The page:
Some years ago, Tom Wolfe called on novelists to abandon the cul-de-sac of modern “literary” fiction, which he saw as self-absorbed, thumb-sucking gamesmanship, and instead to revive social realism, to take up as a subject the colossal, astonishing, and terrible pageant of contemporary America. I doubt he imagined that one of the best responses to this call would be a TV program, but the boxed sets blend nicely on a bookshelf with the great novels of American history.

As The Wire unveiled its fourth season in 2006, Jacob Weisberg of Slate, in a much-cited column, called it “the best TV show ever broadcast in America.” The New York Times, in an editorial (not a review, mind you) called the show Dickensian. I agree with both assessments. “Wire-world,” as Simon calls it, does for turn-of-the- millennium Baltimore what Dickens’s Bleak House does for mid-19th-century London. Dickens takes the byzantine bureaucracy of the law and the petty corruptions of the legal profession, borrows from the neighborhoods, manners, dress, and language of the Chancery courts and the Holborn district, and builds from them a world that breathes. Similarly, The Wire creates a vision of official Baltimore as a heavy, self-justified bureaucracy, gripped by its own byzantine logic and criminally unconcerned about the lives of ordinary people, who enter it at their own risk. One of the clever early conceits of the show was to juxtapose the organizational problems of the city police department with those of the powerful drug gang controlling trafficking in the city’s west-side slums. The heads of both organizations, official and criminal, wrestle with similar management and personnel issues, and resolve them with similarly cold self-interest. In both the department and the gang, the powerful exploit the weak, and within the ranks those who exhibit dedication, talent, and loyalty are usually punished for their efforts.

There are heroes in The Wire, but they’re flawed and battered. The show’s most exceptional police officers, detectives Jimmy McNulty and Lester Freamon, find their initiative and talent punished at almost every turn. Their determination to do good, original work disturbs the department’s upper echelons, where people are heavily invested in maintaining the status quo and in advancing their own careers. The clash repeatedly lands both of them in hot water—or cold water; at the end of the first season, the seasick-prone McNulty is banished to the city’s marine unit. What success the two attain against Baltimore’s most powerful criminals is partial, compromised, and achieved despite stubborn and often creative official resistance.

One measure of the complexity of Simon’s vision is that the powerful obstructionists in The Wire aren’t simply evil people, the way they might have been in a standard Hollywood movie. While some are just inept or corrupt, most are smart and ambitious, sometimes even interested in doing good, but concerned first and foremost with their next promotion or a bigger paycheck. They are fiercely territorial, to a degree that interferes with real police work. In the premiere episode, the very idea of a separate squad to target the leadership of the city’s powerful drug gangs—which one would assume to be a high law-enforcement priority—is opposed by the police department. It’s imposed on the commissioner by order of a local judge, who’s outraged when a witness at a murder trial in his courtroom fearfully recants her testimony on the stand. To spite the judge, the commissioner staffs the unit with castoffs from various police divisions. Some of the castoffs are so alcoholic or corrupt they’re useless, but some, like the lesbian detective Shakima Greggs, or the patient, wise Freamon, or the ballsy, streetwise McNulty, are castoffs precisely because of their ability. In Simon’s world, excellence is a ticket out the door.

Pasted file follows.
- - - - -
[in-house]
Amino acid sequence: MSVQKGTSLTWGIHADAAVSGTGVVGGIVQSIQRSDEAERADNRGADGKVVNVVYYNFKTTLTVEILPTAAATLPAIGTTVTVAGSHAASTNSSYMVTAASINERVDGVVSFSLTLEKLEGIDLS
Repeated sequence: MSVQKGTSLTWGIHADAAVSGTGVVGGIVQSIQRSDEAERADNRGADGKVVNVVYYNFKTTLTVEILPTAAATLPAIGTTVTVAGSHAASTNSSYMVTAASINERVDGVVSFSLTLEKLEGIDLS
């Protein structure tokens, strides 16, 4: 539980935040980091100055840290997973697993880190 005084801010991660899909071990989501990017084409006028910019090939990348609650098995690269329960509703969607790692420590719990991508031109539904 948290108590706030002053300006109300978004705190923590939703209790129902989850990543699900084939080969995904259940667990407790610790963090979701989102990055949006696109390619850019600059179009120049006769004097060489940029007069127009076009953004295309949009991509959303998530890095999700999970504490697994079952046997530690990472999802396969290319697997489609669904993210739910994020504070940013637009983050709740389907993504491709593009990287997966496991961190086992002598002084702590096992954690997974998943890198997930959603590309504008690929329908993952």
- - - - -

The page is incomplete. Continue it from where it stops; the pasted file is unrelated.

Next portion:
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Mark Bowden is an Atlantic national correspondent. More

Mark BowdenMark Bowden is a national correspondent for The Atlantic, and a best-selling author. His book Black Hawk Down, a finalist for the National Book Award, was the basis of the film of the same name. His book Killing Pablo won the Overseas Press Club's 2001 Cornelius Ryan Award as the book of the year. Among his other books are Guests of the Ayatollah, an account of the 1979 Iran hostage crisis, which was listed by Newsweek as one of "The 50 Books for Our Times." His most recent books are The Best Game Ever, the story of the 1958 NFL championship game, and Worm, which tells the story of the Conficker computer worm, based on the article "The Enemy Within," published in this magazine.

Mark has received The Abraham Lincoln Literary Award and the International Thriller Writers' True Thriller Award for lifetime achievement, and served as a judge for the National Book Awards in 2005. He is a 1973 graduate of Loyola University Maryland, where he also taught from 2001-2010. A reporter and columnist for The Philadelphia Inquirer for more than 30 years, Bowden is now an adjunct professor at The University of Delaware and lives in Oxford, Pennsylvania. He is married with five children and two granddaughters.